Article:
Saturday, 3 November 2018

How long was Ned Kelly’s last stand?

This is a guest post contributed by Stuart Dawson, who recently set out to investigate and tackle an unresolved question in the Ned Kelly commentary. It is posted here to encourage feedback for correction and improvement. It is intended to be part of a future, longer research article on Ned Kelly’s Last Stand.

Did Ian Jones’ admiration for Kelly lead him to wrongly accept a statement that Kelly’s last stand lasted over twice as long as it actually had? According to Jones, “The Last Stand had lasted for half an hour”, from Constable Arthur’s challenge to Kelly as he advanced in armour from the bush towards the Glenrowan Inn, and the first exchange of fire, to Kelly’s capture (Short Life, 2003: 236, cf. 231-6). Peter FitzSimons followed Jones, as have many others, in accepting a half hour timeframe, while noting that “the timetable … varies wildly in most contemporary accounts, with only broad agreement that from first shot to last it took around thirty minutes” (Ned Kelly,2015: 777 n.2). This is a red flag that the timeline needs review, especially given Daily Telegraph reporter George Allen’s contemporary estimate that “the whole affair” lasted “about a quarter of an hour, I suppose, or 20 minutes” (RC,Q.10774). Clearly the gunfight itself did not last half an hour; but how long was it?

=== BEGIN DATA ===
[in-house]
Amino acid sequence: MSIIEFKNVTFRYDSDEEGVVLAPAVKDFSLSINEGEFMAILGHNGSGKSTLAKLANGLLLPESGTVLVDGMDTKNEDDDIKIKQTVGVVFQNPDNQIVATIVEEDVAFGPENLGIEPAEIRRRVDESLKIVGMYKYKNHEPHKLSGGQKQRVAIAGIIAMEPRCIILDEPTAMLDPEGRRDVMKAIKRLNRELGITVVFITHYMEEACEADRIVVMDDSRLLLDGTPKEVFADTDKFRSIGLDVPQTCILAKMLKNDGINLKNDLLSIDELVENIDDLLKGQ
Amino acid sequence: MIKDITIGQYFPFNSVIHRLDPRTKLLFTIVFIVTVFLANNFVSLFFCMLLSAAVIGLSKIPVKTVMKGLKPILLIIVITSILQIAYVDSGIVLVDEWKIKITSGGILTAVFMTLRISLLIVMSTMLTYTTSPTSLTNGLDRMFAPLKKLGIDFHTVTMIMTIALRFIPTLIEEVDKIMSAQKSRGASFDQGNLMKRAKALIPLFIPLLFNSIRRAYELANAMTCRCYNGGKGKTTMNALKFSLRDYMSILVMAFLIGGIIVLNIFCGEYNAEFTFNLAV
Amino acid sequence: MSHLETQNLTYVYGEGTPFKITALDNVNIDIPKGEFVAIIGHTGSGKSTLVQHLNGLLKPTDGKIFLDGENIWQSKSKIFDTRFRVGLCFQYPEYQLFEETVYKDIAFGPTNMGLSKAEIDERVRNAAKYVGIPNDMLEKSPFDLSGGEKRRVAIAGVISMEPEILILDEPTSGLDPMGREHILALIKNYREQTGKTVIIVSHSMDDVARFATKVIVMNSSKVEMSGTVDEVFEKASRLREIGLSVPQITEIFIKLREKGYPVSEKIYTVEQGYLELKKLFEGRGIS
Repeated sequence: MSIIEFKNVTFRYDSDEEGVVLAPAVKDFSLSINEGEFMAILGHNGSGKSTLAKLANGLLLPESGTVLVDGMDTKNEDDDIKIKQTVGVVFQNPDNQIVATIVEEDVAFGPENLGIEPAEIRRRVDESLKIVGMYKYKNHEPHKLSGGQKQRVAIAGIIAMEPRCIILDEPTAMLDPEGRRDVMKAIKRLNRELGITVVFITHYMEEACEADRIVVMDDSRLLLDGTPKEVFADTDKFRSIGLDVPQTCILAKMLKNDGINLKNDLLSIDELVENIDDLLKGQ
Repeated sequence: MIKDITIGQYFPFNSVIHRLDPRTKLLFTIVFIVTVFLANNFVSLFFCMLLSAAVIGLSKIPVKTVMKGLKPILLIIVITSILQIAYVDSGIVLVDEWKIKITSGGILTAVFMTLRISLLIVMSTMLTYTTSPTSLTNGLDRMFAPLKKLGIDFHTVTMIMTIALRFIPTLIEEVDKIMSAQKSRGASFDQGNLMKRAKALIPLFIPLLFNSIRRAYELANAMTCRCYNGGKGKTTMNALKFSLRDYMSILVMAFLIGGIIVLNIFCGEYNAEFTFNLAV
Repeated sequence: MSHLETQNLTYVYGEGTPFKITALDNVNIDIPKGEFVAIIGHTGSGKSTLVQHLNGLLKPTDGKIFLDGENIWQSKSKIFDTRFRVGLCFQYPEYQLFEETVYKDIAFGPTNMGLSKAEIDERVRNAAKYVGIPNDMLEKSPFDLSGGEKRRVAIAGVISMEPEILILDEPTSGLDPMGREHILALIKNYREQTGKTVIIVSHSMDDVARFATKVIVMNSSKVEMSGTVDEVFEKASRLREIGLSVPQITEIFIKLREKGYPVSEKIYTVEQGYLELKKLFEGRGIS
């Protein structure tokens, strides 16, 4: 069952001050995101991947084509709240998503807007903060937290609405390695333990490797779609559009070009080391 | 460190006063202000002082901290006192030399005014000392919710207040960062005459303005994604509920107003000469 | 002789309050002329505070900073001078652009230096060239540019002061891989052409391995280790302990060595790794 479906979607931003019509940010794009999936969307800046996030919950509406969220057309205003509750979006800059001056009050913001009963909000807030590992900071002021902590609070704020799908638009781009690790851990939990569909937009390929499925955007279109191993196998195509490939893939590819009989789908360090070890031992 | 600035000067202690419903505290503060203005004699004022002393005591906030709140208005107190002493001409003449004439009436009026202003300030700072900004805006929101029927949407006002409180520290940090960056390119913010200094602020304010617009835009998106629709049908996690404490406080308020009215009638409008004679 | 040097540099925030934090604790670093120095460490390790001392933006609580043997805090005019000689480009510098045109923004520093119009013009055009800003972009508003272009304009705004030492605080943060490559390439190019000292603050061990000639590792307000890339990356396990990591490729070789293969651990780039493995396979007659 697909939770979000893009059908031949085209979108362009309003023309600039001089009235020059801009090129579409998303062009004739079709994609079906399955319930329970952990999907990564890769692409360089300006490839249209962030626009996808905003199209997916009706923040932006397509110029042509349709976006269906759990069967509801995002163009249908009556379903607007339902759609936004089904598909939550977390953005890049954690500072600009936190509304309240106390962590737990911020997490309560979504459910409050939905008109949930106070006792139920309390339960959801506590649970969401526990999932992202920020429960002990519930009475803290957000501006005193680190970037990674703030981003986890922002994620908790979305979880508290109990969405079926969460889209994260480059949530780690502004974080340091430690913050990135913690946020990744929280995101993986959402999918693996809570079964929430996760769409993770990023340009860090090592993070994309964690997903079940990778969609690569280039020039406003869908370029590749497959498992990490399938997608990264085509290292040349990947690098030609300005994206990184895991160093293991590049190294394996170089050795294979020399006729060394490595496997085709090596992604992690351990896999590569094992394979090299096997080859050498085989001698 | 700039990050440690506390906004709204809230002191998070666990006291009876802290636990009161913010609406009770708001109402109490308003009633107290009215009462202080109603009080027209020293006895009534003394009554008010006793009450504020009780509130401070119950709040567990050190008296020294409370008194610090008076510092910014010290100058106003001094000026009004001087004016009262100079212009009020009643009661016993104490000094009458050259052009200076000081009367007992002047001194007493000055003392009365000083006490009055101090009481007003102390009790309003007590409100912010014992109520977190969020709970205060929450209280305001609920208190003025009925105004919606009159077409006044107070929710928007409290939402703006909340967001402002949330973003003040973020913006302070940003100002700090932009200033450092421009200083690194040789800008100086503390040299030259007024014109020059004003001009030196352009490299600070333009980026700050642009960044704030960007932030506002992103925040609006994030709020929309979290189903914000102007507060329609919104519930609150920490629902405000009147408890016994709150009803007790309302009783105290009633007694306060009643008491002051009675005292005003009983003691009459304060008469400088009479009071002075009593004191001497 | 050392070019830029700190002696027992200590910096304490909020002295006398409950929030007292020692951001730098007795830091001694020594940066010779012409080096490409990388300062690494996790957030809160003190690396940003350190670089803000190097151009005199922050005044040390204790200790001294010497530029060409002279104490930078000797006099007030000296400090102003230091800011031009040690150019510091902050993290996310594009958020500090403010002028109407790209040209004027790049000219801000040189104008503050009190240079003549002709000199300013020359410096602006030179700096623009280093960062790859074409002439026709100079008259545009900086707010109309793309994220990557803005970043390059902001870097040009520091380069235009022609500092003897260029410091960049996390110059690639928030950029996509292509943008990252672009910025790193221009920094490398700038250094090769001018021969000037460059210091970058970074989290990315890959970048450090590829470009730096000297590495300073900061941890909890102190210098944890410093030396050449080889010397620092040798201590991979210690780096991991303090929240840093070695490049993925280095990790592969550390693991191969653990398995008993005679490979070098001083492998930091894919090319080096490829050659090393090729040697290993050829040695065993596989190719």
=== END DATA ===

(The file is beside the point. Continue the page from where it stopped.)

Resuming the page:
The Age text of 29 June 1880 is partially damaged in Trove, but is reprinted in Hare’s “Last of the Bushrangers”, ch. XII. It says of 28 June, “The morning broke beautiful and clear. The police were disposed all round the hotel, when they were beset by a danger from the rear. … It was nearly eight o’clock when [Kelly’s] tall figure was seen close behind the line of police. … For half an hour this strange contest was carried on”. In a different place it gushed, “About seven o'clock Ned Kelly was seen in the timber, where he fought valiantly for about half an hour” (Age, 29 June 1880, 2). This is the source of the half hour gunfight generalisation beloved of Kelly enthusiasts. But the Age’s first (8am) starting time is an hour out. All sources agree that Kelly rose from the bush at dawn and began his advance toward the Glenrowan Inn and the scattered police line (Q.10043 Carrington; Q.10345 McWhirter). On that day, civil twilight (dawn) at Glenrowan was 6:59am (Geoscience Australia), and Kelly’s appearance and advance began “about 7am or after” (Q.8229 S/C Kelly).